Out of curiosity, I looked up my city’s fluoride levels through a link of the Centers for Disease Control’s website. (To look yours up, click here.) We are listed at 1 mg/L. Not horrible, but certainly not under the unenforceable “suggested limit” of the EPA. The information on the page confirmed that our fluoride levels are adjusted upward to “the optimal level for the prevention of dental caries.”

Here’s the thing. I brush my teeth. I make my children brush their teeth. Taking care of one’s teeth is a responsibility that begins and ends with the individual, and we do not need to be dosing an entire population to make up for the poor hygiene habits of a few! And in the grand scheme of good health, isn’t brain function a bit higher on the list of health priorities than dental cavities?

Yet, when people try to talk about these demonstrated dangers, we get labeled “conspiracy theorists”.  Not for nothing, but Harvard, the National Center for Biotechnology Information,  and the Lancet aren’t exactly “conspiracy theorist” institutions.

My Answer

I would love to see the practice of adding fluoride to municipal water supplies stopped. That’s unlikely to happen, as it is so ingrained into public perception that fluoride is both safe

Our Berkey, protection from both infectious agents, heavy metals, and toxins in the water supply.

Our Berkey, protecting us from infectious agents, heavy metals, and toxins in the water supply.

and beneficial for humans. Plus, with as wide spread as fluoridation is in the industrialized nations and in our dental products, there’s a lot of money to be made in fluoride, and this is likely the heart of the matter.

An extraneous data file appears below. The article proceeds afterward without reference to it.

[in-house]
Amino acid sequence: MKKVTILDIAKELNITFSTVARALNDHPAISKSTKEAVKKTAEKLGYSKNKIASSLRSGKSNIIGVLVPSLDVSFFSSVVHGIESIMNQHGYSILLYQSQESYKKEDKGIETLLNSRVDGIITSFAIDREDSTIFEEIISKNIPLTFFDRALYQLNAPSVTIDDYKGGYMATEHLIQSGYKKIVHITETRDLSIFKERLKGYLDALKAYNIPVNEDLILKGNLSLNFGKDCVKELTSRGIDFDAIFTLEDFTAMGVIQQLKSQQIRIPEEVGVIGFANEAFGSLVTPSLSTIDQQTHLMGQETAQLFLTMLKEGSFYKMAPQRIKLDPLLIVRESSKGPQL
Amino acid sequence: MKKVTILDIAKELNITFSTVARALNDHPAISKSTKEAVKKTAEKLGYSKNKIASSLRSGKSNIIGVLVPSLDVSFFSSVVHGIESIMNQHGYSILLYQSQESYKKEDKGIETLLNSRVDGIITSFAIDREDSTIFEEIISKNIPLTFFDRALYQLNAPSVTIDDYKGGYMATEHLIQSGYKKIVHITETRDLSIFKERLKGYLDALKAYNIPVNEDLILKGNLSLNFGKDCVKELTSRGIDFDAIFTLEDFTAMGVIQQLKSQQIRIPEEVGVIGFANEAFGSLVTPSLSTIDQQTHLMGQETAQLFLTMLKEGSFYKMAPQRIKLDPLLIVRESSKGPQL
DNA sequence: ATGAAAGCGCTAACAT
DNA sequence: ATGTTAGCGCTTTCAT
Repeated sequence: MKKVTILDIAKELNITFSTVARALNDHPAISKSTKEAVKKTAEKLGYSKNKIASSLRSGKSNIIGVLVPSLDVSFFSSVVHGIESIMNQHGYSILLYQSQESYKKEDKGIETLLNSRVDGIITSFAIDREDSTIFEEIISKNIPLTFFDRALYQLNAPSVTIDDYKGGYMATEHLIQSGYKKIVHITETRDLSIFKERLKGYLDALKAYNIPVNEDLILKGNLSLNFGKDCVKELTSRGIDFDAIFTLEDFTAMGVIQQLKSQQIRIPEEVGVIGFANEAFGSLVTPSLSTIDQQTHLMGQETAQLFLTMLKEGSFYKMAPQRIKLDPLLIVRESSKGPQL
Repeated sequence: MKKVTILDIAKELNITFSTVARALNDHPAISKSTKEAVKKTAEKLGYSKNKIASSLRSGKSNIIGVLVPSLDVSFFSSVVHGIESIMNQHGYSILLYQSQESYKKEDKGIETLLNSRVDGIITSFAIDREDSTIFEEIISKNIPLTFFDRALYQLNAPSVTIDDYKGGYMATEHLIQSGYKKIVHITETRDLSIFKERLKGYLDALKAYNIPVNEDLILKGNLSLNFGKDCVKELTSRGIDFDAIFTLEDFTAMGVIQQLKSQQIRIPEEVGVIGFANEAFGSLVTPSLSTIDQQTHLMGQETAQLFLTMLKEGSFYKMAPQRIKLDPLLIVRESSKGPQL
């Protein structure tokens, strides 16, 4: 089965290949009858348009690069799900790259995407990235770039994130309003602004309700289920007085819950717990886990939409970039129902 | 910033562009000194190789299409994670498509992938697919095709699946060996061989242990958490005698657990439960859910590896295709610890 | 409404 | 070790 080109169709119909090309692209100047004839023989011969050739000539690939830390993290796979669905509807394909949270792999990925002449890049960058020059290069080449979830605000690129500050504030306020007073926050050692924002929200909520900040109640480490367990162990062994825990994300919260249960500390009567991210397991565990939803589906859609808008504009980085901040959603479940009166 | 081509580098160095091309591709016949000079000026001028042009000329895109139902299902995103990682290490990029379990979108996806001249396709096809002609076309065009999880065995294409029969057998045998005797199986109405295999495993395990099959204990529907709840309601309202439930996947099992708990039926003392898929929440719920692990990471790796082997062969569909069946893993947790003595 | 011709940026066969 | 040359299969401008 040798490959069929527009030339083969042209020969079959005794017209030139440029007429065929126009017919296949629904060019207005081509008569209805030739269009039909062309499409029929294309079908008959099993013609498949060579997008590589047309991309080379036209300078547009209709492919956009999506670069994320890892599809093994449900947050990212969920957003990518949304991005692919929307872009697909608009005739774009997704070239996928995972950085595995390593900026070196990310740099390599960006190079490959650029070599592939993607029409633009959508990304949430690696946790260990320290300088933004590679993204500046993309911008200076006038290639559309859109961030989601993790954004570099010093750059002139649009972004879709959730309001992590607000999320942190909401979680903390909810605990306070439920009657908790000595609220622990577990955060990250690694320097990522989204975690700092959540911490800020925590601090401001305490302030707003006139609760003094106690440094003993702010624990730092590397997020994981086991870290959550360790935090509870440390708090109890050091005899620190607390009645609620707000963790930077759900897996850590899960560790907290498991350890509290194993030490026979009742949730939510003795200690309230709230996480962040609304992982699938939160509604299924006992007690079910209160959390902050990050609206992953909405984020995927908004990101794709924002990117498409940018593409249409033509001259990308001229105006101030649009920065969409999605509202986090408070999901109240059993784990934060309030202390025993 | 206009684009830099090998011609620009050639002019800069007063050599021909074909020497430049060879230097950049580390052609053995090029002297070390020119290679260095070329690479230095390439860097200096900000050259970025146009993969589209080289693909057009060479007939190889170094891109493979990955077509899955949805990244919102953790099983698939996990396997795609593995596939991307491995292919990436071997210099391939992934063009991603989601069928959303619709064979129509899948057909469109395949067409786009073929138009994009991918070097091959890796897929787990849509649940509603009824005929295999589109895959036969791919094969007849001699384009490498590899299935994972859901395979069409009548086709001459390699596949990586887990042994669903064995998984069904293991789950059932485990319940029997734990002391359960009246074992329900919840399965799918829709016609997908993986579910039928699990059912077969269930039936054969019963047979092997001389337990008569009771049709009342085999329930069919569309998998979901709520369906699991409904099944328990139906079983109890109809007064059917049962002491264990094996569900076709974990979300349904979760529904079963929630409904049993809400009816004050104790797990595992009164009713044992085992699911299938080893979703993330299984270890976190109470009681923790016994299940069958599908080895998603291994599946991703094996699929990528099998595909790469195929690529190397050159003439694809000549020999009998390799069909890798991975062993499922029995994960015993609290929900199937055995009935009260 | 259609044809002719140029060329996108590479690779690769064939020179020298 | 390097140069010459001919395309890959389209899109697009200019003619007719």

So my answer to this is to use a Berkey filter. This is not your average filter. This is a THE filter. This filters out just about everything you could imagine, and it has optional fluoride and arsenic filters, and filters only need to be changed an average of every two years. The cost up front is significantly more than other water filters, but it’s a much better filter and produces far less waste from disposable filters than something like a Brita.

Even if fluoride were to be removed, I would still insist on my Berkey. Have you ever seen the inside of municpal pipes? It’s disgusting. A few years ago, our roads were torn up and new pipes put in. I got a sneak peak at the old pipes. The layer of gunk and muck that was in the pipe- yuck! A point-of-use filter is definitely the way to go.

We got the Berkey a year ago with our tax return (along with a Sun Oven). I got the “Crown Berkey” which is the biggest model Berkey makes, and I use this exclusively for all of our drinking and cooking water.  This gives us a point of use filter that removes lead, chlorine, and a laundry list of undesirables, including fluoride. We also take it with us when we travel to our cabin to work on the future homestead.

Admittedly, transporting this giant filter is a bit of a pain. It’s quite large, it needs to be drained first, and packing it up in a bug-out level emergency would take up a lot of precious time. Berkey does make a travel model, but this isn’t in the budget at the moment. Instead, I’m going to start putting some funds aside to buy just the filters, and make some DIY Berkey filters. This isn’t anything new, there are plenty of DIY Berkey tutorials on the internet, but it’s really a worthwhile project. Will post the results here when we do this. But, first, to save up for it.

To see all of Berkey's offerings on Amazon.com, click here.